Demystifying GenAI: What’s hype, what’s real, and what does it mean for you?

Three industry experts discuss the potential risks and rewards of the rapid growth of Gen AI.

While artificial intelligence (AI) has long been part of the IT lexicon, generative AI (GenAI) is a fast-developing technology that will have a transformative impact on the global workforce.

In a LinkedIn Live event hosted by Dell Technologies, three industry experts discussed the future of GenAI, the potential benefits of this fast-emerging technology, the key capabilities required and the challenges to overcome.

Gen AI, simplified

The panel recognized the excitement surrounding GenAI started with the launch of OpenAI’s ChatGPT in late 2022. Since then, the hype has reached cacophonous levels. Like traditional AI, GenAI involves feeding lots of data into algorithms. However, the outcomes are very different. Instead of using data to make predictions, GenAI models output even more data in the form of text, images or programming code.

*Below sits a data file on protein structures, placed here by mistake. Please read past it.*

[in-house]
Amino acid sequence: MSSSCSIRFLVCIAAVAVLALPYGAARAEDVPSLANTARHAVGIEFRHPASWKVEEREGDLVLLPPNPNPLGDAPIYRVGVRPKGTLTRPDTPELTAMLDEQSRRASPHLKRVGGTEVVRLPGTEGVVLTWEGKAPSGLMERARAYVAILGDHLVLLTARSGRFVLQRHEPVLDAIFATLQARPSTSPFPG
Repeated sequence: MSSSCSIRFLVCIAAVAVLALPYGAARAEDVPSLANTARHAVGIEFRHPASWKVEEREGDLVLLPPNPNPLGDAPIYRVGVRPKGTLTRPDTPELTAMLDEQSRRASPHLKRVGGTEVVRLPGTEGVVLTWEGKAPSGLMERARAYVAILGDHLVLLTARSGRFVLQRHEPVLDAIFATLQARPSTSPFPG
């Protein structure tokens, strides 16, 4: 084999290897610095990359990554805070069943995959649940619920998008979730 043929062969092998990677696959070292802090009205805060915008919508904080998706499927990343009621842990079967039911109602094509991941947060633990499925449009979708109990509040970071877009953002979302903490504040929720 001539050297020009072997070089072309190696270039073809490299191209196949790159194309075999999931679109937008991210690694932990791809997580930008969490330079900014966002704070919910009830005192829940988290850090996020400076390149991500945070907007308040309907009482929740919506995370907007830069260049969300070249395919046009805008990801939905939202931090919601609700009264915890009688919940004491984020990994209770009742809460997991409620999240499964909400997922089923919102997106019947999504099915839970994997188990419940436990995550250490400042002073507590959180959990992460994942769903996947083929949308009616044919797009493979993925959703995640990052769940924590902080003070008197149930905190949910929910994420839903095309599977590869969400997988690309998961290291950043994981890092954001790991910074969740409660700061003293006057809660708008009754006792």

EY Americas Emerging Technologies Leader, Matt Barrington, said most professionals today have likely already dabbled in language model capabilities and “had their own ‘aha moment’ where they’ve generated something really powerful.”

This process of content generation has allowed people to connect with GenAI on a human level and has fueled interest in this transformational technology.

The IT industry has talked for decades about the power of harnessing data to create new insight, said Dell Vice President of Corporate Strategy Mindy Cancila: “It’s the capabilities that have recently come to market that have really brought this trend to the forefront.”

Today, ChatGPT and other GenAI technologies make this process manifest and demonstrate how data can help generate fresh insight quickly and effectively.

What are the potential benefits of GenAI?

Barrington said EY is already seeing early-adopter use cases for GenAI, whether it’s creating marketing copy, providing answers to help desk questions or generating new product ideas.

In the longer term, Barrington expects even more: “This is a fundamental change in how companies are going to operate.”